While the average customer passed on Google Glass, it could become an important tool to help improve social skills for children with autism!
A study which has been published in has shed more light on the idea that augmented reality glasses combined with the right choice of software could make a huge difference to children with autism. Children with autism typically find it hard to recognize social cues, facial expressions, and also make eye contact.
The study focused on the effects and feasibility of wearing so-called Superpower Glass. Superpower Glass was developed by a at the Stanford University School of Medicine and runs on Google Glass and an Android Smartphone. It utilizes machine-learning-assisted software to help kids learn and identify their emotions as they navigate different social interactions.
14 children, between the ages of three and seventeen on the autism spectrum, tested the Superpower Glass at home for two months. After the two months, the children were tested on a scale which measures social impairments and on average scored 7.4% lower than before the study.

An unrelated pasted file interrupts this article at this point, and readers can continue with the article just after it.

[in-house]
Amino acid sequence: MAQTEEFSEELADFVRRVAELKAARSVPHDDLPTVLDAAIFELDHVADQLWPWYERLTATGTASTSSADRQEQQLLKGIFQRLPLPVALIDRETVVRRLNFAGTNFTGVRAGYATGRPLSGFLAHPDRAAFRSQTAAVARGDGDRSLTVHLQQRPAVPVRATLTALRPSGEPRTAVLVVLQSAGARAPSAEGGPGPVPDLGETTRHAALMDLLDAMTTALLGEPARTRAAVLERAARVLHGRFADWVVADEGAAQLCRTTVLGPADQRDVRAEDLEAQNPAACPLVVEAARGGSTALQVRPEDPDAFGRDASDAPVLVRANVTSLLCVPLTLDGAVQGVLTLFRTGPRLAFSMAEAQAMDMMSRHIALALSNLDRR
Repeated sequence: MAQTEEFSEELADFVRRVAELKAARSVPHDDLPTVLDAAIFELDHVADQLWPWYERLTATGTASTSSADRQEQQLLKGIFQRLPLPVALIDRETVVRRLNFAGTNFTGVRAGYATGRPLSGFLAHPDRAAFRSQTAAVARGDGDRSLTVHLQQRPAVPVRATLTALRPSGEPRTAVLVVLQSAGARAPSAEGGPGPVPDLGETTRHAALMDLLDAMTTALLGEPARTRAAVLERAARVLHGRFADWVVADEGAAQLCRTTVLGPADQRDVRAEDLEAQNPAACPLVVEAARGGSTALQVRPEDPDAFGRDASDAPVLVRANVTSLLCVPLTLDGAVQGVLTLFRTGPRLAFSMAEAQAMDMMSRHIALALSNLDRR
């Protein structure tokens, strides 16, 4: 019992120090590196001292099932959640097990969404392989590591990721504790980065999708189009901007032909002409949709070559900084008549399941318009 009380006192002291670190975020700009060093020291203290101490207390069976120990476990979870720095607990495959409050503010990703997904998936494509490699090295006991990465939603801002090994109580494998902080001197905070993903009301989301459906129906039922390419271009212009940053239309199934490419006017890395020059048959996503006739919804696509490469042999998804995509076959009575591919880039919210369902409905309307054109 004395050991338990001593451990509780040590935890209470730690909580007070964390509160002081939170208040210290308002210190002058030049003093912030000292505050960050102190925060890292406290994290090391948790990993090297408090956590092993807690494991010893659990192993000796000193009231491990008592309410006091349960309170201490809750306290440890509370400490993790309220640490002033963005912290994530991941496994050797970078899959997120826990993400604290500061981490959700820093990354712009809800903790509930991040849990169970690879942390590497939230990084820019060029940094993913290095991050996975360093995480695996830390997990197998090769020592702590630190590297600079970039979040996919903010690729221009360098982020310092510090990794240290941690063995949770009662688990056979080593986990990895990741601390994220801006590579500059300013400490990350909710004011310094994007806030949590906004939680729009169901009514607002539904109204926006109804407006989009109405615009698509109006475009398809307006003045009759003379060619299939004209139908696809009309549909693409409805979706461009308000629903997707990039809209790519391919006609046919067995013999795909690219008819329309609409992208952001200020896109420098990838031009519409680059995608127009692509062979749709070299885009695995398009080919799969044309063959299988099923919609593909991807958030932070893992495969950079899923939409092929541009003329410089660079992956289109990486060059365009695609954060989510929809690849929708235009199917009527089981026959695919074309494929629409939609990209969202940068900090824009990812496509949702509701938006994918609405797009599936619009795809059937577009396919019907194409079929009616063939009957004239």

“Some families have commented that it’s as if a switch has been flipped,” says , the study’s lead author and an associate professor of pediatrics, psychiatry, and biomedical data sciences at Stanford Medical School. “They’re saying, ‘Now my child is looking at me.”
While the initial results of the study appear promising, Wall says that they still need to be interpreted with caution. The study didn’t include a control group which makes it hard to gauge the size of the effect on the children who participated in the study. The next phase of the study will include larger numbers of children as well as a control group. The latest study has been completed but won’t be published until later this year. The software which was developed by Wall and his colleagues recognizes happiness, sadness, anger, disgust, surprise, fear, contempt, and neutral emotions.